September 2016
Volume 57, Issue 12
Open Access
ARVO Annual Meeting Abstract  |   September 2016
Corneal Hysteresis and Anterior Segment Optical Coherence Tomography Parameters in Eyes with Anatomically Narrow Angles
Author Affiliations & Notes
  • Kyle Davis Kovacs
    Ophthalmology and Visual Science, Yale School of Medicine, New Haven, Connecticut, United States
  • Syed Amal Hussnain
    Ophthalmology and Visual Science, Yale School of Medicine, New Haven, Connecticut, United States
  • Christopher C. Teng
    Ophthalmology and Visual Science, Yale School of Medicine, New Haven, Connecticut, United States
  • Footnotes
    Commercial Relationships   Kyle Kovacs, None; Syed Hussnain, None; Christopher Teng, None
  • Footnotes
    Support  This research was supported by a department grant from Research to Prevent Blindness.
Investigative Ophthalmology & Visual Science September 2016, Vol.57, 5122. doi:
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    • Get Citation

      Kyle Davis Kovacs, Syed Amal Hussnain, Christopher C. Teng; Corneal Hysteresis and Anterior Segment Optical Coherence Tomography Parameters in Eyes with Anatomically Narrow Angles. Invest. Ophthalmol. Vis. Sci. 2016;57(12):5122.

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      © ARVO (1962-2015); The Authors (2016-present)

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Abstract

Purpose : The aim of this study is to elucidate the relationship between corneal hysteresis(CH) and anterior segment structural parameters in eyes with anatomically narrow angles (ANA).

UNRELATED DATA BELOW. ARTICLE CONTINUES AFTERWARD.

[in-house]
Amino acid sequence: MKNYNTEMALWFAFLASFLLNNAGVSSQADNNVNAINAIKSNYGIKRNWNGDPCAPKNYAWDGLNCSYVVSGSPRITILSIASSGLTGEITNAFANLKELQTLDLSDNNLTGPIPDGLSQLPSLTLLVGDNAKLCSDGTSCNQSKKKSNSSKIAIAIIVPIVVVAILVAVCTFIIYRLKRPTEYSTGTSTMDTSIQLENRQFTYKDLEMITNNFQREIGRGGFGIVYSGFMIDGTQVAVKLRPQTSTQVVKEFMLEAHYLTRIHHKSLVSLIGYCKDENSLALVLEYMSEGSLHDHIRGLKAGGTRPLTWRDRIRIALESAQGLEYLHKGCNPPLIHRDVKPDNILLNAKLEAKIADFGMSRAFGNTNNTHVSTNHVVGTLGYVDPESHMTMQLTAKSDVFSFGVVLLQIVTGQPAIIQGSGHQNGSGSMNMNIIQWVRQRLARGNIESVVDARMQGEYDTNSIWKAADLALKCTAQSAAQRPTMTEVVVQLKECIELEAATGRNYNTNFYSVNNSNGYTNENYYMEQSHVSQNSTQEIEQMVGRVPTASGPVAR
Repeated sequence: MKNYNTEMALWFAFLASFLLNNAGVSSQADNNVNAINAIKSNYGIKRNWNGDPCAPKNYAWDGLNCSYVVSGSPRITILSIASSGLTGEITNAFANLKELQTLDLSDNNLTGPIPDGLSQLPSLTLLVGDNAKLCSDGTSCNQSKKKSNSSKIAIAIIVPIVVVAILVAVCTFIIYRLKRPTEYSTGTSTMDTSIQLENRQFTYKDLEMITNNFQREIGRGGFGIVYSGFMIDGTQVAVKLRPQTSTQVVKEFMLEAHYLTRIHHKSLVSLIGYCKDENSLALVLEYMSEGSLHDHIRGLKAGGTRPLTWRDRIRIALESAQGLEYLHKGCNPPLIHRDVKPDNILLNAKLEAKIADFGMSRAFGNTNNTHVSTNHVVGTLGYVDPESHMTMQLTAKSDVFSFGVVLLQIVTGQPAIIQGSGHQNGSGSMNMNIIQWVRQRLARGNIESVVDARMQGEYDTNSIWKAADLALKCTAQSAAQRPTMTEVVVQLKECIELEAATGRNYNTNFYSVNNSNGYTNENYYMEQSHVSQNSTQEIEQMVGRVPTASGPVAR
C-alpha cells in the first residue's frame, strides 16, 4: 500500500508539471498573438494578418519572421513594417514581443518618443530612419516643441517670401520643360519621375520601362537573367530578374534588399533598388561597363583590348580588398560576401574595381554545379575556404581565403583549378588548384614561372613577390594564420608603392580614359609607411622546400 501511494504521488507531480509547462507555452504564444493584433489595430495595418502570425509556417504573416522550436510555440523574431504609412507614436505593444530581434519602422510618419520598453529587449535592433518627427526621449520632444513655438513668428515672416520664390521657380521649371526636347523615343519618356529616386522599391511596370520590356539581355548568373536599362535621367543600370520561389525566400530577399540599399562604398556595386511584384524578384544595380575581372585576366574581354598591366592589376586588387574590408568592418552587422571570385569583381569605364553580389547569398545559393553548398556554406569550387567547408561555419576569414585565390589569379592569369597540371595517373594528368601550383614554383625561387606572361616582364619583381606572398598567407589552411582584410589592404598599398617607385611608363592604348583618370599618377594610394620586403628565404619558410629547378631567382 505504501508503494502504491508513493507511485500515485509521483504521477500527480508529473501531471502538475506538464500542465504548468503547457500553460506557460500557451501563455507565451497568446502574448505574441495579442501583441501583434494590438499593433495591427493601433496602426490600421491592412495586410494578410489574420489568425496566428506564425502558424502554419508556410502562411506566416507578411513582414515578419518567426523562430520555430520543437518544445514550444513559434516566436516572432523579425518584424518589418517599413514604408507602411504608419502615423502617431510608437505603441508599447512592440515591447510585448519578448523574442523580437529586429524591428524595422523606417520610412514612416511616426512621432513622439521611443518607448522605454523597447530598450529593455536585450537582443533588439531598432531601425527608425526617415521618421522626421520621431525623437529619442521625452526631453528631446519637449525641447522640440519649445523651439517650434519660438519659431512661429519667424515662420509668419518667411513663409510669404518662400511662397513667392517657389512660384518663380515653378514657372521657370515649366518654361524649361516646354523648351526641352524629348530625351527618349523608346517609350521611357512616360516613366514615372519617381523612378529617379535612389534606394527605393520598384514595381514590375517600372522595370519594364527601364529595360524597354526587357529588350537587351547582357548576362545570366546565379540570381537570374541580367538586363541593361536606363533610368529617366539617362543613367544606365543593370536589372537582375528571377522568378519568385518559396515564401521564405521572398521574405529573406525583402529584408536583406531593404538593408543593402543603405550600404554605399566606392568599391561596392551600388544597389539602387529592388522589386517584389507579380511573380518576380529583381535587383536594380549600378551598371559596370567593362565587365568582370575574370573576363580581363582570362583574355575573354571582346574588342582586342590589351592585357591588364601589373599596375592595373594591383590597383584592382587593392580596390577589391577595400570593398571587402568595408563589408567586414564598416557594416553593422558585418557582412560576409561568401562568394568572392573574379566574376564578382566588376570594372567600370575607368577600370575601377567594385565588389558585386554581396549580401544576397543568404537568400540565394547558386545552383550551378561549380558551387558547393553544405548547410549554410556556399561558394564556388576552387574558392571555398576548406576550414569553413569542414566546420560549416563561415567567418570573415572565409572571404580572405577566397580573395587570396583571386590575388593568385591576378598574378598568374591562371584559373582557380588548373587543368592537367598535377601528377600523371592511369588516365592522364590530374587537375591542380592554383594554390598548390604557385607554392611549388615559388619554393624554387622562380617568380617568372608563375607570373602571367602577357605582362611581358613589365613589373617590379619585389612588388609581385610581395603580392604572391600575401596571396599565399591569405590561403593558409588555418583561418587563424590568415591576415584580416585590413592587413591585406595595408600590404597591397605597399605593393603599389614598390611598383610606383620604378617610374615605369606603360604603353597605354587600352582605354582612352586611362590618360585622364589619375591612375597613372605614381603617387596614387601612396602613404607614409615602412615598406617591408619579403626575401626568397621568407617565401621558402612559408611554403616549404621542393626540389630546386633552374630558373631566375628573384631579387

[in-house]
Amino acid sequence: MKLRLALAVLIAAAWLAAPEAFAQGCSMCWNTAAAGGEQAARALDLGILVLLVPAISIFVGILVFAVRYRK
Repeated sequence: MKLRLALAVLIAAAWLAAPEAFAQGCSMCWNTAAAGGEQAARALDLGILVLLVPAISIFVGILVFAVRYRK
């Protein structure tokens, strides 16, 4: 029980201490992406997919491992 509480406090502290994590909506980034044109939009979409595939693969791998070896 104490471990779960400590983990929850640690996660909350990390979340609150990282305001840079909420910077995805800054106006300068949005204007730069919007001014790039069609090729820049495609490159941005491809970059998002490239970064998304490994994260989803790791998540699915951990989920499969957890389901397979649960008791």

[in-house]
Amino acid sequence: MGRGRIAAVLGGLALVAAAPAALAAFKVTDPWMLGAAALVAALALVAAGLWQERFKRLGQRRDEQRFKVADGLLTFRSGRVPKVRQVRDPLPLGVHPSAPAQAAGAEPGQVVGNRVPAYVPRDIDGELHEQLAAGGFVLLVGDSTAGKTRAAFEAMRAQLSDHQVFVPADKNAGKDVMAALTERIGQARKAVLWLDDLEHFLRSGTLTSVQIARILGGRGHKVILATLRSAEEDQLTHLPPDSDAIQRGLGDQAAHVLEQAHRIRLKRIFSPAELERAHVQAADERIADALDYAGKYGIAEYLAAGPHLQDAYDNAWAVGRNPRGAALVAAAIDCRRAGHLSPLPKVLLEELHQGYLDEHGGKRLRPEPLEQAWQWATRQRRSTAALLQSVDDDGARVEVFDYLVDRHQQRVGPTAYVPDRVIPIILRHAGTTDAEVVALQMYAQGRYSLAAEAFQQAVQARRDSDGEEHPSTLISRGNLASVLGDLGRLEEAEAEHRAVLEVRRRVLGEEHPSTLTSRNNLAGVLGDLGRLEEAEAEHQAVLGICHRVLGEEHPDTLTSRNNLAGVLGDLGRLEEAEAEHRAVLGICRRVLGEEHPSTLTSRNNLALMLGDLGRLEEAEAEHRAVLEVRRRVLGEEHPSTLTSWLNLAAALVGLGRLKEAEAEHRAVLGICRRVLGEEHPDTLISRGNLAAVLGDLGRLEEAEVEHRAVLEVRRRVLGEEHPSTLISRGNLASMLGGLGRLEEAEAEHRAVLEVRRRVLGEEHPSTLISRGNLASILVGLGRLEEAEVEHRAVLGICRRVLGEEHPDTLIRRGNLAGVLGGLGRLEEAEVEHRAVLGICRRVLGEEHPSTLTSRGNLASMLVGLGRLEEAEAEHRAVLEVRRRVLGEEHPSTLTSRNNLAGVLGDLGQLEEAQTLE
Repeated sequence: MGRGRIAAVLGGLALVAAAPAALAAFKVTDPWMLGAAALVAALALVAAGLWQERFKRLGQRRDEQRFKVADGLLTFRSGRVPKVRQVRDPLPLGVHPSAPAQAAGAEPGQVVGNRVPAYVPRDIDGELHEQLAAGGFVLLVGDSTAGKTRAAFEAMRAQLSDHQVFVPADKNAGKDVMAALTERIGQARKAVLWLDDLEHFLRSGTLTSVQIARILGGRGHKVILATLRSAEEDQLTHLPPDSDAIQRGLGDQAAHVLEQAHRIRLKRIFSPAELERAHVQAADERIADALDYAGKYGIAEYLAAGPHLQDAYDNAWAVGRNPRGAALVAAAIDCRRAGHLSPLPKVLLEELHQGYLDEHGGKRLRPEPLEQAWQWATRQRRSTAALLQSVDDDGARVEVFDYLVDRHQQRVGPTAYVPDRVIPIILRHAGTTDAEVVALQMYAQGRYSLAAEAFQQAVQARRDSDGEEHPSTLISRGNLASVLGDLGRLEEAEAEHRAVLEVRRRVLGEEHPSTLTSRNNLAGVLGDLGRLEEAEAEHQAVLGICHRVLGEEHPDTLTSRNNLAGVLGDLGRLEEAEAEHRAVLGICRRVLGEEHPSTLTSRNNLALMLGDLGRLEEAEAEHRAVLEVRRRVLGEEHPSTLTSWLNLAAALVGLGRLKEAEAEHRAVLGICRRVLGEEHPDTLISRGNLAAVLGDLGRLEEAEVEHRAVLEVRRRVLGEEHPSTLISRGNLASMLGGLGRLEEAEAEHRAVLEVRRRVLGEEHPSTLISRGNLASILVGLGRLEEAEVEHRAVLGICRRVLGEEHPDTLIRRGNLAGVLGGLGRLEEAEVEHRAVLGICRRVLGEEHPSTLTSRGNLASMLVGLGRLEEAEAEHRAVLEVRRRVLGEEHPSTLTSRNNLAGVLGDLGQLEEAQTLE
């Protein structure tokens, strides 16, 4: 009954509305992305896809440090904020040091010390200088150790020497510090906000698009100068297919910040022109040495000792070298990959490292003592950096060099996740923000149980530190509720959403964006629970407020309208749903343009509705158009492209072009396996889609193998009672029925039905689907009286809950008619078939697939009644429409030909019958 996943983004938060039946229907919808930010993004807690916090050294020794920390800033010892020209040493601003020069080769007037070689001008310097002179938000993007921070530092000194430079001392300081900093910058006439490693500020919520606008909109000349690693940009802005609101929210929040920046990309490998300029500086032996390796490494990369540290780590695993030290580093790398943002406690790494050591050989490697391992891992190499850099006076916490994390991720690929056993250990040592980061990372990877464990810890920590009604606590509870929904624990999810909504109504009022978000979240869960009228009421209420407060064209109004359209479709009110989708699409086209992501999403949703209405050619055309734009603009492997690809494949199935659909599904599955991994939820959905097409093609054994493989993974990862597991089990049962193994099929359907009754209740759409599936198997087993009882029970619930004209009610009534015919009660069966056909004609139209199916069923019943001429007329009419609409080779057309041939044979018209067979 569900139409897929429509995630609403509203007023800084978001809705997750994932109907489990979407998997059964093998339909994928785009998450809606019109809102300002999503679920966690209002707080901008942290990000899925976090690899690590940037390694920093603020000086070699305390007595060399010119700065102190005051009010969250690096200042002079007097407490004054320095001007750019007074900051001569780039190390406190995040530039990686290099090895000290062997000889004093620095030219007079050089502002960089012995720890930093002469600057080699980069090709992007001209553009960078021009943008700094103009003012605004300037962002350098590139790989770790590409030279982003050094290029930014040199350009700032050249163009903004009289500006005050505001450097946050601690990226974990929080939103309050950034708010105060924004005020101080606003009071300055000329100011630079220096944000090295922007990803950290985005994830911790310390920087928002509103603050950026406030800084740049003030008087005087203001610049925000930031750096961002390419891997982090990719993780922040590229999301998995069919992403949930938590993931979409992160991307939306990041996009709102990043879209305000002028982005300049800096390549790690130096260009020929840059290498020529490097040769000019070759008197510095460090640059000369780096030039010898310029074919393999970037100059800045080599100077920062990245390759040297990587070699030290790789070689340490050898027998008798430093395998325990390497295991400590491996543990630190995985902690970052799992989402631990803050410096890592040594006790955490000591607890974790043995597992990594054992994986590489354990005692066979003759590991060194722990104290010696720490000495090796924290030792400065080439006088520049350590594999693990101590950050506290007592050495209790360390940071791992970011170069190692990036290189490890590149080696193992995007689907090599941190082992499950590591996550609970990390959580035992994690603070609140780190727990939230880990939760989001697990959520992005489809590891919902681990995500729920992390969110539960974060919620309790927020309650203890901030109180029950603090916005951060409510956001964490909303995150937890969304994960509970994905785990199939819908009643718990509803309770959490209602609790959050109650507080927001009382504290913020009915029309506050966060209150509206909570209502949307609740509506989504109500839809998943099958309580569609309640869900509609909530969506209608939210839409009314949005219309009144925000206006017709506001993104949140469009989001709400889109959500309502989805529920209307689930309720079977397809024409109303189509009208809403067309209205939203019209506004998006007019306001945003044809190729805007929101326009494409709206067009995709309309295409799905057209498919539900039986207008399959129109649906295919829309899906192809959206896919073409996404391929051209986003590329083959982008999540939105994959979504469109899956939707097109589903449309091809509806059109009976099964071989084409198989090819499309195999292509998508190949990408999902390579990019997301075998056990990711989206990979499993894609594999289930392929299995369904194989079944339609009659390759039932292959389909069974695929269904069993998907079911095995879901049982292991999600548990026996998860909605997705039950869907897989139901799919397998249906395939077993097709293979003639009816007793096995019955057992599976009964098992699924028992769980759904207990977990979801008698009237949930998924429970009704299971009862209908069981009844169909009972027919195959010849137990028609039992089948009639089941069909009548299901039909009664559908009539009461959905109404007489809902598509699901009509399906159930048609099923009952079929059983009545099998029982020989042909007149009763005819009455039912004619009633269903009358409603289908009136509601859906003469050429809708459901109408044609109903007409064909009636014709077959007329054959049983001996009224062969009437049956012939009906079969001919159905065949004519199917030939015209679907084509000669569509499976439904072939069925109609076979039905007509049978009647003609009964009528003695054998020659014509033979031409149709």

Methods : This was an IRB-approved retrospective chart review of eyes with ANA, which were evaluated on initial presentation with the Ocular Response Analyzer (ORA; Reichert Corp., Buffalo, USA) and anterior segment OCT (Visante, Carl Zeiss Meditec, Inc, Dublin, CA). All patients with known ocular pathology other than PAC were excluded. Anterior segment OCT measurements included: central corneal thickness (CCTOCT), nasal and temporal peripheral corneal thicknesses (PCT1 and PCT2), anterior chamber depth (ACD), nasal angle to temporal angle distance (ATA), and temporal and nasal angle measurements (angle 0 and 180). Central corneal thickness via pachymetry (CCTP), and spherical equivalents for each eye were noted. Means, standard deviations, and Pearson correlations were performed using Prism®.

Results : This study evaluated 46 eyes of 23 patients (15 female and 8 males). Mean CH, CCTP, IOPg, and spherical equivalent were 10.12 ± 2.22 mmHg, 556.8 ± 45.70 um, 13.77 ± 4.24 mmHg, and +0.71 ± 2.3D, respectively. Higher CH was more strongly correlated with increasing CCTOCT (r=0.68; 95% CI 0.49, 0.81, p <0.0001) than with PCT1 (r=0.55; 95% CI 0.31 to 0.72, p <0.0001) or PCT2 (r=0.46; 95% CI 0.19 to 0.66, p <0.0014). There was no correlation between CH and any other measured structural parameter in PACS eyes i.e. ACD, ATA, Angle 0, and Angle 180.

Conclusions : In ANA, higher CH correlates more strongly with increasing central corneal thickness, rather than peripheral corneal thickness, and does not correlate with anterior segment structural parameters such as ACD, ATA, Angle0, and Angle 180. These results suggest that lower CH observed in ANA may be due to inherent biomechanical composition of the cornea rather than differences in angle structure.

This is an abstract that was submitted for the 2016 ARVO Annual Meeting, held in Seattle, Wash., May 1-5, 2016.

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